Friday, 9 December 2016

Perfection Blemished - An Injured adult Ivory Gull

At 11:25 a phone call into the office was directed to me.  It was Ken Knowles.  Why was he phoning this number? He usually texts or calls my cell phone? And why was he screaming IVORY GULL at Quidi Vidi Lake. Was I asleep at my desk.?  Not likely since it was before noon. No this must be for real. WHAT!? Adult Ivory Gull at west end of Quidi Vidi Lake right now.  It finally registered.  Ken told me to alert the crowd. My fingers were all over the keyboard. I couldn't for the life of me remember how to post a sighting on nf.birds something I'd done hundreds of times over the years.  I couldn't remember who I should text, who I should phone. All I wanted to do was get down the stairs to my car and get to QV Lake.

It was torturous 15 minute ordeal in traffic to get to the lake. Ken was at the east end of the lake because he said it had flown that way but I decided to the check the west end beach where it was first seen and sure enough there was a white duck-like bird with a blue, orange tipped, bill standing on the beach preening among the pigeons and domestic and wild ducks. I jumped out of the car with camera and binos. Alison Mews was already standing there taking pictures of her lifer. Catherine Barrett and Lancy Cheng drove up. Lifer for them too. OMGs all around  Pictures etc.  Meanwhile I was getting a sick feeling.  Ken has said the bird had some oil on the neck but we could see this was not oil but an injury. Not fresh, no fresh blood but there was skin showing and photos showed there was an actual round hole in the bare skin. Did it go through the skin into the muscle?  Don't know.  Pictures showed a swelling ringing the circular hole. It looked like something healing. Maybe an old infection.  It was also a bit messy below the hole where perhaps it had been scratching.  Ivory Gulls unlike gulls have needle sharp hooked toe nails for holding on to ice.  They could hurt themselves scratching too much with those weapons.  

The bird had a good side but even here the somewhat disheveled look of the bird was apparent. I was not enjoying this experience. I was glad to see an adult Ivory Gull but was unhappy to see the most beautiful bird in the world in this condition. After 15 minutes it flew west up over the trees and the city and was not seen again this day. Tomorrow is another day.

I can brag like rock star listing off the number of his sexual conquests and say with some accuracy that my life total of Ivory Gulls is about 3,500 individuals. Yes three thousand five hundred. I kept track since the first one in late December 1975 at L'Anse-aux-Meadows, NF.  Most of my Ivory Gulls were at three locations 1) L'Anse-aux-Meadows, NF 2 ) Avalon & Bonavista Peninsula NF and 3) Northeast Greenland. Ivory Gull is not a bird where seeing one is enough. It is quite the opposite. The more you see, the more you need to see them.  For those who have never seen an Ivory Gull you might consider avoiding the chance because once you get a taste, the need to see another is worse than before.  You are addicted.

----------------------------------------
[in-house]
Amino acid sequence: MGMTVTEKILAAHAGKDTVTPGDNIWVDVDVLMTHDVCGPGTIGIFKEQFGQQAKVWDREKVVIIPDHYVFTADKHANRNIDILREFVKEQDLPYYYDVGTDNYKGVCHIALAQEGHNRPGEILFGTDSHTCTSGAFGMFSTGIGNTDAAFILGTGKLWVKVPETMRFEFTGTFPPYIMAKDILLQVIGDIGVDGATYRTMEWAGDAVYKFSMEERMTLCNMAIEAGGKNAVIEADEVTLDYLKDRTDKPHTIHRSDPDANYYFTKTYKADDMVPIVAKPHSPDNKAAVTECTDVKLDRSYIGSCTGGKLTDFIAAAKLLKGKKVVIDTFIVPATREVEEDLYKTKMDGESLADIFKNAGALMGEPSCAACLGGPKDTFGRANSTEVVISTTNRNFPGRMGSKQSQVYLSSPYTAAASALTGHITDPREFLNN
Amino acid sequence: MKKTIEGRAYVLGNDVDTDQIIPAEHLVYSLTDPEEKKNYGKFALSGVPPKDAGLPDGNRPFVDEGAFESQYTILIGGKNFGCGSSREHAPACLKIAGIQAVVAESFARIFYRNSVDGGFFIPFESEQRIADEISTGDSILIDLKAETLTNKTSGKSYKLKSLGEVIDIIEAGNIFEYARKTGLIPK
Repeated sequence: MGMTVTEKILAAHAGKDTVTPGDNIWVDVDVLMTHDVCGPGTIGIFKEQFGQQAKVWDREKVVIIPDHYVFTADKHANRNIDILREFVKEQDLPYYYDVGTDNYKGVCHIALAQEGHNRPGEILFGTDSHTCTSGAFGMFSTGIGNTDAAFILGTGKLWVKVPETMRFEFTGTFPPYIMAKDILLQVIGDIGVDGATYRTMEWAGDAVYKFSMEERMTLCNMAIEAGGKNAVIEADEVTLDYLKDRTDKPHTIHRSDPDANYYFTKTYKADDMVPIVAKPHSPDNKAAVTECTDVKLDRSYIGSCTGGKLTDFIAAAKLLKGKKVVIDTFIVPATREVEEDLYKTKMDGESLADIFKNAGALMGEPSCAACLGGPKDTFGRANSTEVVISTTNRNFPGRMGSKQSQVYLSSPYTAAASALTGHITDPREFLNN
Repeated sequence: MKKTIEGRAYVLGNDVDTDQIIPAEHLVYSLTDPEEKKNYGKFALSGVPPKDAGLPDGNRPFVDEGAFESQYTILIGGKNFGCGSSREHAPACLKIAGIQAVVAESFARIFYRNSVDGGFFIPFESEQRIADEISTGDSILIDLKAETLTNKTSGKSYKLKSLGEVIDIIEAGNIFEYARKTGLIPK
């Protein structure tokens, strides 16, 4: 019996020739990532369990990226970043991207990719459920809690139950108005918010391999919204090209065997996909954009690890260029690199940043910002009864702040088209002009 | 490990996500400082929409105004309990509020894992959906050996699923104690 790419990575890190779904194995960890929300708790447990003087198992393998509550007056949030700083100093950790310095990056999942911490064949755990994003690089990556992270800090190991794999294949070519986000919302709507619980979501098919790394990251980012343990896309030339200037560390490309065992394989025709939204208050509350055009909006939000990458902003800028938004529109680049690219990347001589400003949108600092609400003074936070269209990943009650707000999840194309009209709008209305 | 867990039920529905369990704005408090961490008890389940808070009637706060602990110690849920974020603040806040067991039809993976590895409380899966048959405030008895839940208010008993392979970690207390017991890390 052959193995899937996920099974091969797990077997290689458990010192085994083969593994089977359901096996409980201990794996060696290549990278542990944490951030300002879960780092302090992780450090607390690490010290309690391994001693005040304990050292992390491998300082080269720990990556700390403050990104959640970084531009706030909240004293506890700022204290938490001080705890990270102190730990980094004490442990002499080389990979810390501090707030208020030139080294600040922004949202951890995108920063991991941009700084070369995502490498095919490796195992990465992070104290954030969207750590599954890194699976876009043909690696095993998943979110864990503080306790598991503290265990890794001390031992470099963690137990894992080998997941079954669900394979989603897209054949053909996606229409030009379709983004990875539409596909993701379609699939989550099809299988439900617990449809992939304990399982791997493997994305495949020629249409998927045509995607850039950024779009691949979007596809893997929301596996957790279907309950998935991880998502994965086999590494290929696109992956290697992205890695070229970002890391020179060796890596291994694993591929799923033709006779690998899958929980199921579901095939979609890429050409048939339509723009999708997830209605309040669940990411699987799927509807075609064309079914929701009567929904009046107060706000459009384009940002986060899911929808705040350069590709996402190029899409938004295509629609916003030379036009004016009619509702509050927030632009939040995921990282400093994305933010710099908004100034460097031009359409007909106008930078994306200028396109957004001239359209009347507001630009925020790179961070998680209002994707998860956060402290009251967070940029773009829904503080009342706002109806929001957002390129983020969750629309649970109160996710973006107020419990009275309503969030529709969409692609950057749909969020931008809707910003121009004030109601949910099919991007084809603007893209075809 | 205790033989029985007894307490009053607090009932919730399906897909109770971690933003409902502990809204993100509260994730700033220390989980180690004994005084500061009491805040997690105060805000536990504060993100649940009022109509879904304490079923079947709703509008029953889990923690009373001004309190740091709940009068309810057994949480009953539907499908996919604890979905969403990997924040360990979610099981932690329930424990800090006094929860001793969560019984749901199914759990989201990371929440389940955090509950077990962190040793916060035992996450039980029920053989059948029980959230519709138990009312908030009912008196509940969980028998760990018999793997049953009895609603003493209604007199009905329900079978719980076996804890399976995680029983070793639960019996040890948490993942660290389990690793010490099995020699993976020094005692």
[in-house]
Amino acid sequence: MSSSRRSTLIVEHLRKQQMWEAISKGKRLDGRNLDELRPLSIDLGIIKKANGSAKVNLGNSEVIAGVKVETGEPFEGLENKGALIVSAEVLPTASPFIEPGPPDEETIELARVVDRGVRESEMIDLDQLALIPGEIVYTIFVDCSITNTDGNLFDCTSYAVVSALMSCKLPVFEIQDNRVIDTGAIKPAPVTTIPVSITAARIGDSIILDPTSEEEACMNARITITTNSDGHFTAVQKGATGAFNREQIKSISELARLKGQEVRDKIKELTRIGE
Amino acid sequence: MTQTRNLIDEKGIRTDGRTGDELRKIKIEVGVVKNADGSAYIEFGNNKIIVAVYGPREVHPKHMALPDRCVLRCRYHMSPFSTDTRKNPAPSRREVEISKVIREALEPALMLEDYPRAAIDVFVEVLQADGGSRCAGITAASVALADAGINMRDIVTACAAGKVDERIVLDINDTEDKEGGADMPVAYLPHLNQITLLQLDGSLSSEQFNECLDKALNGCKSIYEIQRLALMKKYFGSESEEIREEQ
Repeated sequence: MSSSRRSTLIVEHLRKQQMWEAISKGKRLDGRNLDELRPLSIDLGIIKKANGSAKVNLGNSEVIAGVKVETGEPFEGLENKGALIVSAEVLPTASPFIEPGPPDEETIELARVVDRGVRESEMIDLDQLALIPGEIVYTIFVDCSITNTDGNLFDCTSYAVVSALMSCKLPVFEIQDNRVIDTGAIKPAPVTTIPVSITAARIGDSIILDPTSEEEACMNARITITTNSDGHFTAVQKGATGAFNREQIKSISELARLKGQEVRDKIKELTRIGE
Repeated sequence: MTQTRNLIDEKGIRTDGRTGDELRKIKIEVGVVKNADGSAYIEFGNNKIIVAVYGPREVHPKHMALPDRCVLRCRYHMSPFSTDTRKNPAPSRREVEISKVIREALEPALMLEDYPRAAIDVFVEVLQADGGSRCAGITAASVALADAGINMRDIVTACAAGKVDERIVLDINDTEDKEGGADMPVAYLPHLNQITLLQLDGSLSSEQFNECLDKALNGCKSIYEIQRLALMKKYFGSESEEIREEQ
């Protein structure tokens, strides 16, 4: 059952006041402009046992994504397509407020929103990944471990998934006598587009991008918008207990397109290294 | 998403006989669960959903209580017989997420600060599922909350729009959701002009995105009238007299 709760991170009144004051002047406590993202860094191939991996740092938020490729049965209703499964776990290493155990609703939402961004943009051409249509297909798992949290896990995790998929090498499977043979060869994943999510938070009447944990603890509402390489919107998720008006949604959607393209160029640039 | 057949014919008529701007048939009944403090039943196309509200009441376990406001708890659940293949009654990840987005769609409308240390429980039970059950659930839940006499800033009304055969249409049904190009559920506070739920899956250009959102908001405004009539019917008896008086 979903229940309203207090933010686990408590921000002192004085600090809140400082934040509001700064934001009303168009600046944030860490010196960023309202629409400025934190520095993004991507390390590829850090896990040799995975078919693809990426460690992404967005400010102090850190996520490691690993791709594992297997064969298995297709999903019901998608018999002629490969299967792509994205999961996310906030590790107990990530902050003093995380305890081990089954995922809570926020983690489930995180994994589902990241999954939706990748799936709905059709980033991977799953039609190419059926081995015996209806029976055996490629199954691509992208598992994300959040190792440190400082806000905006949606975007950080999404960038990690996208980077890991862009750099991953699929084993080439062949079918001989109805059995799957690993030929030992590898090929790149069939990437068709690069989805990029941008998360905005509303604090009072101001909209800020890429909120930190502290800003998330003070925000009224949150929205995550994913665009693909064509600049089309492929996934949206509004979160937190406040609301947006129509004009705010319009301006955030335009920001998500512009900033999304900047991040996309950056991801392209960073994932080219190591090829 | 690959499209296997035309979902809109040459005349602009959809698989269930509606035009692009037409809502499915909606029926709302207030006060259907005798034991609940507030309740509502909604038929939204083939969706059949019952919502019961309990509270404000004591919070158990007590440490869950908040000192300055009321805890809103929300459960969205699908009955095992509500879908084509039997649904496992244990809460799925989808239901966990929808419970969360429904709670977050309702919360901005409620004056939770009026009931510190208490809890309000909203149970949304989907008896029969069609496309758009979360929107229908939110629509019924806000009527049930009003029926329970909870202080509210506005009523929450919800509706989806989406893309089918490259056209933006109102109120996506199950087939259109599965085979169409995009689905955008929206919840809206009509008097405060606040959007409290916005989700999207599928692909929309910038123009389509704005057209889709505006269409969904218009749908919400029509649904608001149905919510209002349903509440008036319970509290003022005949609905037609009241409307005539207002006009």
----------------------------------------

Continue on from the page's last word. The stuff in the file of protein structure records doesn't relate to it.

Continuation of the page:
When I got home this evening I couldn't look at the photos of today's bird but but did take a trip down memory life and indulged in some of the multitudes of Ivory Gull photos in my collection.  I stayed in Newfoundland. Below are some beautiful examples of the worlds greatest bird (after white Gyrs and maybe Ross's Gull).

Ivory Gull (injured) 9 Dec 2016, Quidi Vidi Lake, St. John's, NF

Ivory Gull 1 Feb 2007, Quidi Vidi Lake, St. John's, NF.  This bird was present for about two weeks and became everyone's pet and walked up to birders for hand outs of bottled moose, chicken hearts and chopped liver. 

Ivory Gull 3 Feb 2007, Quidi Vidi Lake, St. John's, NF

Ivory Gull 1 Feb 2007, Quidi Vidi Lake, St. John's, NF.  At sunrise waiting for its breakfast after a frosty night.

Ivory Gull 21 Feb 2010, Goose Cove, Northern Peninsula, NF.  Does it get better? Seal hunters on the  Northern Peninsula don't consider them gulls. I also think they are something as distinct from gulls as are jaegers and terns.

A 'speckity' immature Ivory Gull 20 Feb 2010, Goose Cove, Northern Peninsula, NF.

Ivory Gull 21 Feb 2010, Goose Cove, Northern Peninsula, NF.

Ivory Gull is not afraid of Glaucous Gulls which it commonly occurs with.

Ivory Gull 20 Feb 2010, Bear Cove, Northern Peninsula. NF

Ivory Gulls 20 Feb 2010, Bear Cove, Northern Peninsula. NF

Ivory Gulls 20 Feb 2010, Bear Cove, Northern Peninsula. NF

Monday, 5 December 2016

PACIFIC !?!?! GOLDEN PLOVER - Dec 5, 2016 in Newfoundland

Attached are rushed pictures just to get images of this plover out there for opinion.  It was at Pt. La Haye, St. Mary's Bay, Avalon Peninsula, Newfoundland found today 5 Dec 2016 by Ken Knowles and myself.  It was refound later in the afternoon 1 km away on the barachios beach and seen by Paul Lineger, Vernon Buckle and Alison Mews.

Photos have been sent to shorebird experts for opinion but surely there can be only one answer - Pacific Golden Plover. More later tonight or tomorrow.

CONFIRMED !!! Highly experienced shorebird enthusiast Killian Mullarney of Ireland was the first to reply with this endorsement.  (8 pm 5 Dec 2016).